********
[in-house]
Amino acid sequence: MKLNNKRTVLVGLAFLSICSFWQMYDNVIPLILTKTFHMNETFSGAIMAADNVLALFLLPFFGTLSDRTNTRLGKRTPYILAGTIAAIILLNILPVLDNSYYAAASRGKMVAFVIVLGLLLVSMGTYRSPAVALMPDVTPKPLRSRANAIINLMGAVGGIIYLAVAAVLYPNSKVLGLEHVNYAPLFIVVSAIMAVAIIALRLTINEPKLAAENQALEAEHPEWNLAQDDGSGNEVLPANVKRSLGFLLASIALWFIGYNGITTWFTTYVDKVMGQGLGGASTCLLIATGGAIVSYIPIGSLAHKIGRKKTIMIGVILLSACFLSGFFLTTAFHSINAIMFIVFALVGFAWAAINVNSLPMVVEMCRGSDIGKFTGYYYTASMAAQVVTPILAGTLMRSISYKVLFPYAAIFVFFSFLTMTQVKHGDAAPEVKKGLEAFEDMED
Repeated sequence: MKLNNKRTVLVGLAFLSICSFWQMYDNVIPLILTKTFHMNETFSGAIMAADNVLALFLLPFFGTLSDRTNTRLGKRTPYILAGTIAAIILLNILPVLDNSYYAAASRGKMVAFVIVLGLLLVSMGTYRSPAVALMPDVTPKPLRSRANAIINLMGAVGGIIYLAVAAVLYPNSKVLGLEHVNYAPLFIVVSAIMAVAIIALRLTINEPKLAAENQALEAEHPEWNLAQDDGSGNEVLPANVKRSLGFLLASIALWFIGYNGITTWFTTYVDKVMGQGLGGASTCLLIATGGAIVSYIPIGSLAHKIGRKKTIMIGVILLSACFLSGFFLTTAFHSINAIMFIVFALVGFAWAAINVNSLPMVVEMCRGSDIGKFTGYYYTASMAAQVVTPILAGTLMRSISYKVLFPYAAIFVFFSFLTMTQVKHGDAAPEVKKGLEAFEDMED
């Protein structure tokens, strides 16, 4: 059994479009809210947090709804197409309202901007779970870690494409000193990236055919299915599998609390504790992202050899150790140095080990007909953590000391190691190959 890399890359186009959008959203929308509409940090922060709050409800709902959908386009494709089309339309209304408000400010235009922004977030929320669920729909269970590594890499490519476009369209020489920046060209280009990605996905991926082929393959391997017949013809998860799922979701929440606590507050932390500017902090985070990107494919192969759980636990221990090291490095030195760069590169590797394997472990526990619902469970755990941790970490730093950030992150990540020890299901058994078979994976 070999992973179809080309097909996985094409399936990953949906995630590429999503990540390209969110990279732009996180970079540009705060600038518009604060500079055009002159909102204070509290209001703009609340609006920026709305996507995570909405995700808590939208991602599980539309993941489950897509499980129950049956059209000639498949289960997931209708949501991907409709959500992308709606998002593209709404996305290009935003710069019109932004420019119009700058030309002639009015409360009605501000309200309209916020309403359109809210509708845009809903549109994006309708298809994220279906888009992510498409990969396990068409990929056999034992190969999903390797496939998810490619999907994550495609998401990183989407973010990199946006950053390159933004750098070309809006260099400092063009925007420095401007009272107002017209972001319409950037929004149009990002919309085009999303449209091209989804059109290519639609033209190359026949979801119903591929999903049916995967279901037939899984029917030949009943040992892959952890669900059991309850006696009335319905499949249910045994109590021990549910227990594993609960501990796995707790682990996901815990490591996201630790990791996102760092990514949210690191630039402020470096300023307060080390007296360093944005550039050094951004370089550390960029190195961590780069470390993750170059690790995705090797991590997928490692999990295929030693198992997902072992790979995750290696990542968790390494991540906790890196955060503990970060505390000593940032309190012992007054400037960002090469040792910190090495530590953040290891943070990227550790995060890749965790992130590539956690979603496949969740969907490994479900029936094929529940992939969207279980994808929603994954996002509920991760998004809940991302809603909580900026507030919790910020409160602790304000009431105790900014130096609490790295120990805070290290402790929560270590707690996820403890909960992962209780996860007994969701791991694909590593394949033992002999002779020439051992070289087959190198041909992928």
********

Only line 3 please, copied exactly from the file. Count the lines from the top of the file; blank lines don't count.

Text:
Repeated sequence: MKLNNKRTVLVGLAFLSICSFWQMYDNVIPLILTKTFHMNETFSGAIMAADNVLALFLLPFFGTLSDRTNTRLGKRTPYILAGTIAAIILLNILPVLDNSYYAAASRGKMVAFVIVLGLLLVSMGTYRSPAVALMPDVTPKPLRSRANAIINLMGAVGGIIYLAVAAVLYPNSKVLGLEHVNYAPLFIVVSAIMAVAIIALRLTINEPKLAAENQALEAEHPEWNLAQDDGSGNEVLPANVKRSLGFLLASIALWFIGYNGITTWFTTYVDKVMGQGLGGASTCLLIATGGAIVSYIPIGSLAHKIGRKKTIMIGVILLSACFLSGFFLTTAFHSINAIMFIVFALVGFAWAAINVNSLPMVVEMCRGSDIGKFTGYYYTASMAAQVVTPILAGTLMRSISYKVLFPYAAIFVFFSFLTMTQVKHGDAAPEVKKGLEAFEDMED